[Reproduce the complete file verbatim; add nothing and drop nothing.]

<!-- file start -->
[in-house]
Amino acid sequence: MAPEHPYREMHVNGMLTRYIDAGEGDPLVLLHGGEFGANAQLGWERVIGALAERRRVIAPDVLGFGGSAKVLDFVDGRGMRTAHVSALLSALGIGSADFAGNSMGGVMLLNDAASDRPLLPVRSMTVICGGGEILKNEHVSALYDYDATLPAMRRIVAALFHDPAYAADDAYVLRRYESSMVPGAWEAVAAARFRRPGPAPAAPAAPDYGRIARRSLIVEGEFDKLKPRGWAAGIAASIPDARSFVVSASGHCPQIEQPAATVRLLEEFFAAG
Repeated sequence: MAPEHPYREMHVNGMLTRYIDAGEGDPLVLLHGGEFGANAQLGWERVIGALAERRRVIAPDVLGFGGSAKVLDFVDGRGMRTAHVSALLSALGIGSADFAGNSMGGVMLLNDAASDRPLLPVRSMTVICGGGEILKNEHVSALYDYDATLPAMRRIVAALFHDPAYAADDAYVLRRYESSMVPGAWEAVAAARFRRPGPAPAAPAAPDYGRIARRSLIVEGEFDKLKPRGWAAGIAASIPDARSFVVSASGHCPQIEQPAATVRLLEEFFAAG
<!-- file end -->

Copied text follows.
[in-house]
Amino acid sequence: MAPEHPYREMHVNGMLTRYIDAGEGDPLVLLHGGEFGANAQLGWERVIGALAERRRVIAPDVLGFGGSAKVLDFVDGRGMRTAHVSALLSALGIGSADFAGNSMGGVMLLNDAASDRPLLPVRSMTVICGGGEILKNEHVSALYDYDATLPAMRRIVAALFHDPAYAADDAYVLRRYESSMVPGAWEAVAAARFRRPGPAPAAPAAPDYGRIARRSLIVEGEFDKLKPRGWAAGIAASIPDARSFVVSASGHCPQIEQPAATVRLLEEFFAAG
Repeated sequence: MAPEHPYREMHVNGMLTRYIDAGEGDPLVLLHGGEFGANAQLGWERVIGALAERRRVIAPDVLGFGGSAKVLDFVDGRGMRTAHVSALLSALGIGSADFAGNSMGGVMLLNDAASDRPLLPVRSMTVICGGGEILKNEHVSALYDYDATLPAMRRIVAALFHDPAYAADDAYVLRRYESSMVPGAWEAVAAARFRRPGPAPAAPAAPDYGRIARRSLIVEGEFDKLKPRGWAAGIAASIPDARSFVVSASGHCPQIEQPAATVRLLEEFFAAG